It takes a lot of effort to sit Victor S. Wolf down on his arse and get him to talk about the fruitful legacy of Riku Lätti's career. Wolf 's brain is like a demented steamengine. He's multi-tasking – talking, singing and organising drinks for his friend, collaborator and Cape Flats rapper, Churchill Naude, girlfriend Jacqui M. and a chef friend from Pretoria, Egbert Haremse, while he hammers on about his latest recording project, Kingston and The Rasta.
"We can play with everybody that's a good musician and they can just slot in. They don't have to guess where the song is going – they know, because they've been playing music for a while – because the song is not being clever. It is being music. And if I play it for you, you'll understand."
This is a whole new, fired-up, multi-tasking musician. Victor S. Wolf is no longer the sensitive, soft-spoken singer-songwriter Riku Lätti I met at Back 2 Basix in Randburg eight years ago. But as he posted on various social media platforms in December 2012: "Riku Lätti is dead."
Wolf runs to the bedroom to fetch his new MacBook Pro. "Rian Malan is 'n fokken yster," he says. Turns out that the laptop on which Wolf had finished a whole album of material for Malan was stolen. "Let's go get a new laptop," was Malan's response the next day. "I owe him poes-baie money. He doesn't let anything stand in the way of you doing your work," Wolf grins gratefully. He plugs his external recording sound card into the Mac and connects the studio monitors.
"Can I start the interview with a tune?" Sure. If it means calming this animated, kilt-wearing eccentric and grounding him to the chair, so be it.
He hits play and provides a prologue to the track: "This is the vibe – uplifting, positive shit." The track kicks off with a beautiful, acoustic Violent- Femmes-like riff with the lyrics: "Hey little lady, let's go outside, there's a whole lot of world and no reason to hide." Very positive, indeed.
The song finishes with the lyric: "Hey little lady, let's have some fun and grace this place with a beautiful face" and Wolf kicks off one of his many intricate, social-political rants: "You check this vibe? Uplifting, positive vibes. We live in a country full of kak. A lot of unnecessary ... kak! Entitlement! Bullshit! Political fokken people! We don't need the police, we don't need the fucking politicians, we don't fucking need it – we're good human beings. Most of us can run ourselves. Because of those people who cannot be trusted, we're in a situation of people taking chances."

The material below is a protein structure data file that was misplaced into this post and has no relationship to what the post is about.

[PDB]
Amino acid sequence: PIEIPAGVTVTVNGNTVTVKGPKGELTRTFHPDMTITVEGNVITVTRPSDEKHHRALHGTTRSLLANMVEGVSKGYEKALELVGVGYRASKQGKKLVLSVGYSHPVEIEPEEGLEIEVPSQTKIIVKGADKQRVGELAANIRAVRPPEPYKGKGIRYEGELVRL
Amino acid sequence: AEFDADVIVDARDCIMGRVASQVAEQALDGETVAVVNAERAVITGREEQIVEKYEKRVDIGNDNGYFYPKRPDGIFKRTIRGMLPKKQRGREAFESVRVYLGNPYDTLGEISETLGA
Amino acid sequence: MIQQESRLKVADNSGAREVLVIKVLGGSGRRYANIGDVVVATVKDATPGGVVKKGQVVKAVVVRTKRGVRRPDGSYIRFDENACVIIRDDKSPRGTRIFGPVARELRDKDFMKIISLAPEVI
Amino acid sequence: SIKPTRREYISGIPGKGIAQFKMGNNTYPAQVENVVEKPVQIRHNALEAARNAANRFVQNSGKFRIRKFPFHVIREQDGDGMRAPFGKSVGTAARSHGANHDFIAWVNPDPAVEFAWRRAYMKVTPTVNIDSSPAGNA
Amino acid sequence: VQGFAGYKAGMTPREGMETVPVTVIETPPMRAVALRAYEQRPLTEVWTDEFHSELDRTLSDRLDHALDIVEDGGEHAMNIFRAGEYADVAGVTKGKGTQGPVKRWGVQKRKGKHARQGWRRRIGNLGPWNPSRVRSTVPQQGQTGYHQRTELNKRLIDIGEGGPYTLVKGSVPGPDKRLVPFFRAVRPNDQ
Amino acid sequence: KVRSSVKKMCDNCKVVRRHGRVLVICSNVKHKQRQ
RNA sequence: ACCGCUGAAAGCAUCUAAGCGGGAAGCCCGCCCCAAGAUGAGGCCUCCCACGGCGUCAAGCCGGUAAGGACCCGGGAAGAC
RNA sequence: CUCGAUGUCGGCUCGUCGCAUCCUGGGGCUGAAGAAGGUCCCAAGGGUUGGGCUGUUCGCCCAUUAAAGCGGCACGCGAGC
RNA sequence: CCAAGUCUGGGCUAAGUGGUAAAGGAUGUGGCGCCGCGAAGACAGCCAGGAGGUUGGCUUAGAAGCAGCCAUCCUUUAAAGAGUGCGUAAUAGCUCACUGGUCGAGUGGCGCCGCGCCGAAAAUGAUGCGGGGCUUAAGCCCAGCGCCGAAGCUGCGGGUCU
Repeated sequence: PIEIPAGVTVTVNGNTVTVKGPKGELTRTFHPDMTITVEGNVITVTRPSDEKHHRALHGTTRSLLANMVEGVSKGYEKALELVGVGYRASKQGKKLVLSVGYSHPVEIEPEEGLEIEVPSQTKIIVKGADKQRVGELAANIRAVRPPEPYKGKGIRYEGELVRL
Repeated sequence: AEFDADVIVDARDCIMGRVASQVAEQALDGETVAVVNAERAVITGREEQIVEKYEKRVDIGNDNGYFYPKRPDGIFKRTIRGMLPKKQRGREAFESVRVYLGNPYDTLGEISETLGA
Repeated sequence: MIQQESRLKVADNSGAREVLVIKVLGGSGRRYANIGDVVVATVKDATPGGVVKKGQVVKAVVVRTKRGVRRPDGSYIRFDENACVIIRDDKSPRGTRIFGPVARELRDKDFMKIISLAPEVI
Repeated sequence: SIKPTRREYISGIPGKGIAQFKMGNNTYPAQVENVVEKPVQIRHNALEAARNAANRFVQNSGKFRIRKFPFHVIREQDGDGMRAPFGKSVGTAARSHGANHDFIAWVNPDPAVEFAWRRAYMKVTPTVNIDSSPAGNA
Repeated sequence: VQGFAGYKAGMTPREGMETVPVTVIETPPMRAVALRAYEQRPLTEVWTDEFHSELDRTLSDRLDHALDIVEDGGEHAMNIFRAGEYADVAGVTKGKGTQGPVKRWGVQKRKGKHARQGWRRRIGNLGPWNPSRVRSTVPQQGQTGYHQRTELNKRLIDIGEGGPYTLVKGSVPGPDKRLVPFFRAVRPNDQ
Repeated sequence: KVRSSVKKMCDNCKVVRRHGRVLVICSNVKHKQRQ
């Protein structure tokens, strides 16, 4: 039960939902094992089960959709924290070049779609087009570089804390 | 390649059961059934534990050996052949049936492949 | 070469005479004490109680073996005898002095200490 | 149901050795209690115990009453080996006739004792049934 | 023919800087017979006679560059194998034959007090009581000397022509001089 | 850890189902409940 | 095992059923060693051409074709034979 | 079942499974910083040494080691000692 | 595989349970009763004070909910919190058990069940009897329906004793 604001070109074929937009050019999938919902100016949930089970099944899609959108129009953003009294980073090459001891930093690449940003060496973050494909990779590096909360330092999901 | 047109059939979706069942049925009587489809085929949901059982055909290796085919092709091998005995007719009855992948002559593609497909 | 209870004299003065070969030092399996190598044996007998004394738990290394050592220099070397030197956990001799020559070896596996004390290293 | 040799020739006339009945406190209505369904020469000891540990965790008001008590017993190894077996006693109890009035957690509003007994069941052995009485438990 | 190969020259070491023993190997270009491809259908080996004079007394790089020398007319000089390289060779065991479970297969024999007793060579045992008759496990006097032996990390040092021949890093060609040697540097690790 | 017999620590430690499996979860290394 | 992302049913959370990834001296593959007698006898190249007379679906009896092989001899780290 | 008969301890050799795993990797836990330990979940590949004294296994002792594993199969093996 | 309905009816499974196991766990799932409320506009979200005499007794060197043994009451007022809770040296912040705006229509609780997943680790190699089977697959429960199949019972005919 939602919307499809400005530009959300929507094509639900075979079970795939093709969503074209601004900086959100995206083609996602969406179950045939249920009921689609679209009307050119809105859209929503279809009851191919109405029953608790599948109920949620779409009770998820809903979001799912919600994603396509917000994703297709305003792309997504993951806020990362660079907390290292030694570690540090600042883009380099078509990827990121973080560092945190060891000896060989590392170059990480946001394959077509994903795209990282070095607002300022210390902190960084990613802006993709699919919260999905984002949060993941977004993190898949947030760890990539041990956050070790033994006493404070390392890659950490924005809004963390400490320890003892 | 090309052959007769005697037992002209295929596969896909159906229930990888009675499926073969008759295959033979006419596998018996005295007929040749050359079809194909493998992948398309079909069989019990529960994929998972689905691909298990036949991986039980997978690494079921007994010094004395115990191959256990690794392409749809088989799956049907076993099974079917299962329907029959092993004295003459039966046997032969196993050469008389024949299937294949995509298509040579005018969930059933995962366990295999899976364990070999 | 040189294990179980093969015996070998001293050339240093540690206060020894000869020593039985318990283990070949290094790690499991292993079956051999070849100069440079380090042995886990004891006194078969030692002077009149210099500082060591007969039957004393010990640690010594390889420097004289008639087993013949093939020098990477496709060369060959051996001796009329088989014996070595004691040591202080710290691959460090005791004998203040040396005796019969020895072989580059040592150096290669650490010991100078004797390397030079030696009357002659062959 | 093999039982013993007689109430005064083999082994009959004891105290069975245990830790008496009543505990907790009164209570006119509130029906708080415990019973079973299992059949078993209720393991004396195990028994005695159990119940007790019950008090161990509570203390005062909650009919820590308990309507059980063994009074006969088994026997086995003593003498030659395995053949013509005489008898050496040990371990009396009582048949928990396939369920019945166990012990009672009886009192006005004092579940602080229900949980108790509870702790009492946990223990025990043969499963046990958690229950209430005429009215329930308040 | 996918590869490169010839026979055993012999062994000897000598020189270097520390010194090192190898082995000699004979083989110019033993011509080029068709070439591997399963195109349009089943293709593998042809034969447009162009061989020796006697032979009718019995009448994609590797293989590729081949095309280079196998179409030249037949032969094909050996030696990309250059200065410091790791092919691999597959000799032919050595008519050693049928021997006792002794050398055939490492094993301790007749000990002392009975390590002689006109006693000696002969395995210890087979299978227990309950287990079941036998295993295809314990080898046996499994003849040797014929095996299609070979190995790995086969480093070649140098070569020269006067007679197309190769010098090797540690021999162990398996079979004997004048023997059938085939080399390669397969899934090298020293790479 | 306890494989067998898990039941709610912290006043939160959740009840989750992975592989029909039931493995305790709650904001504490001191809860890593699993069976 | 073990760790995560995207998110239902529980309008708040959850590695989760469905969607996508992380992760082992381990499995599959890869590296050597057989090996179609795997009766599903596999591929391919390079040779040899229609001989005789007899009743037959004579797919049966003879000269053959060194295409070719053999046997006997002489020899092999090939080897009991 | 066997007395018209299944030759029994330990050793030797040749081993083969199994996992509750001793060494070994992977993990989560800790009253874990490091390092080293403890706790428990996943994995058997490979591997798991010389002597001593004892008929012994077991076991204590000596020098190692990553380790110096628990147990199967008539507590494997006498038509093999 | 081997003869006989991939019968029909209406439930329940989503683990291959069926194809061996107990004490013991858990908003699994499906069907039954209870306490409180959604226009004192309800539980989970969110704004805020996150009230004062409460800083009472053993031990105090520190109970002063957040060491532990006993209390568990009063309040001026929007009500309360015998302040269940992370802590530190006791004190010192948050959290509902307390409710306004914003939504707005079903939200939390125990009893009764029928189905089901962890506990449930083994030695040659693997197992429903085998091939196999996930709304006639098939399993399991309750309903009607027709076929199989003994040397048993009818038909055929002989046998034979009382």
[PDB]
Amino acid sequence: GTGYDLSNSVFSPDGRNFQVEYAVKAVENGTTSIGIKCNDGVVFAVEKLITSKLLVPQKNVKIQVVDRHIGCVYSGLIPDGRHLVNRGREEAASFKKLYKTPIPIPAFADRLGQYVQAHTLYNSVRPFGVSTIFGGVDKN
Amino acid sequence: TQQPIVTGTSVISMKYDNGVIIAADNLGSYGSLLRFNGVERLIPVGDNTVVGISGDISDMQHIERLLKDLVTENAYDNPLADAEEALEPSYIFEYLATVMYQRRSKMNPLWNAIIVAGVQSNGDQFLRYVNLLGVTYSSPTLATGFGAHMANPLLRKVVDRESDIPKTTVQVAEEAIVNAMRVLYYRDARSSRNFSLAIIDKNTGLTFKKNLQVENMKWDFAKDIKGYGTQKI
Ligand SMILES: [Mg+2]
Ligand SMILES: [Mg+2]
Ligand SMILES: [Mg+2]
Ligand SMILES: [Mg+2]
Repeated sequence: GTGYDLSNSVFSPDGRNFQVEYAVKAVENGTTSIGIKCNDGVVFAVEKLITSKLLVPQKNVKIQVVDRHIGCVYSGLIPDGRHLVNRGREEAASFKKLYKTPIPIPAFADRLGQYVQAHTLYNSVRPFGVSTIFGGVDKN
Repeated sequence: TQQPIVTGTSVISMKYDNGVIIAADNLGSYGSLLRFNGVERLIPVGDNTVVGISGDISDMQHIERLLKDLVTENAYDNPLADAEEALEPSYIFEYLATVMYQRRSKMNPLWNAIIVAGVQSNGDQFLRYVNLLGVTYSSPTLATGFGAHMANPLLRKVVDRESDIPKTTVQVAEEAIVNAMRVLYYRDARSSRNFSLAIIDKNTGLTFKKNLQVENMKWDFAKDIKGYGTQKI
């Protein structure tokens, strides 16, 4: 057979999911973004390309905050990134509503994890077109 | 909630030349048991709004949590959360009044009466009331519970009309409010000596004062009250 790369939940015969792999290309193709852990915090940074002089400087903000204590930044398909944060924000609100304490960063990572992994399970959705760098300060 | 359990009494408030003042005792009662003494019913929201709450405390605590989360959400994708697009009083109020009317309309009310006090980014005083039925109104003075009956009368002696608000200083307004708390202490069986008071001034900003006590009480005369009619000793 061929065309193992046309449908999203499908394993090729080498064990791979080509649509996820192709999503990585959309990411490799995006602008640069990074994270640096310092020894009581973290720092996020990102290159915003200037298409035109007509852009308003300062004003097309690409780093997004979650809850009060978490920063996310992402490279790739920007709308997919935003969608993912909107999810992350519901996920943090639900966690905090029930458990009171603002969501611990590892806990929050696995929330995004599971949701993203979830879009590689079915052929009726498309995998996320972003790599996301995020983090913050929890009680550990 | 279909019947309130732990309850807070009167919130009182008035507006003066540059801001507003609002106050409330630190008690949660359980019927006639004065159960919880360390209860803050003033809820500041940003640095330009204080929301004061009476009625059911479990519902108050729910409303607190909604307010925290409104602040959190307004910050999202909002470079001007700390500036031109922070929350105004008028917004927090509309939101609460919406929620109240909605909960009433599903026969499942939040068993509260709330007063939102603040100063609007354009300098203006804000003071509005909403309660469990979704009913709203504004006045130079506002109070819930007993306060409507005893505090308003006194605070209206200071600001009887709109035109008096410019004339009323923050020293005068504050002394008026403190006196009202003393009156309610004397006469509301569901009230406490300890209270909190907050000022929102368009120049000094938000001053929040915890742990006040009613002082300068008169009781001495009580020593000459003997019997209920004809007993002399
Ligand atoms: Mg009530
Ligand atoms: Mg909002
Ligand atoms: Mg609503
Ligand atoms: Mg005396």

He takes an awkward pause to process what he has just said. "You know what? A good government is actually a weak government – with no power," he says. "A powerful government is a kak idea. So what is Kingston and The Rasta's vibe? Our vibe is – fokkit – we are people first. Everyone is a person first before they're a politician ... or before they're a pilot, or a carpenter, or an accountant. You're a person first – and this music speaks to everybody who is a person first!" He pauses again. "There's more to live for than to die for. That's why we are trying to make uplifting music." So, did Wolf kill Lätti for artistic rebirth?
In his last days, Riku stood at the edge and he looked back and he hated Afrikaans and all its dumb shit.
He hated that the media and its comrades watched while they supported the destruction.
The media, the same bastards who could lie to everyone for so long – and that no one realised that the Natte [National Party] were shitty people.
The same media which still exists to this day and which places new shitty people on its pedestal.
Riku Lätti hated the fact that when a publication's name is showcased on a stage, nothing listenable will come from the speakers.
Riku hated the "artists" who would rape art, take the recognition of the 20 musicians on a backtrack – silencing them, leaving them without work while Jan Kakkie and his stylist takes all the recognition and cheques of a hundred thousand plus perks and front pages making the language tos.
Riku despised Afrikaans, which he previously loved so dearly.
Riku Lätti is dead.
Our thoughts are with him. – Victor S. Wolf 's translated obituary of Riku Lätti.
In a recent Litnet.co.za interview Wolf told Henry Cloete that his family often still receives messages of condolence like: "He was a very nice guy, it's a pity we didn't spend more time with him."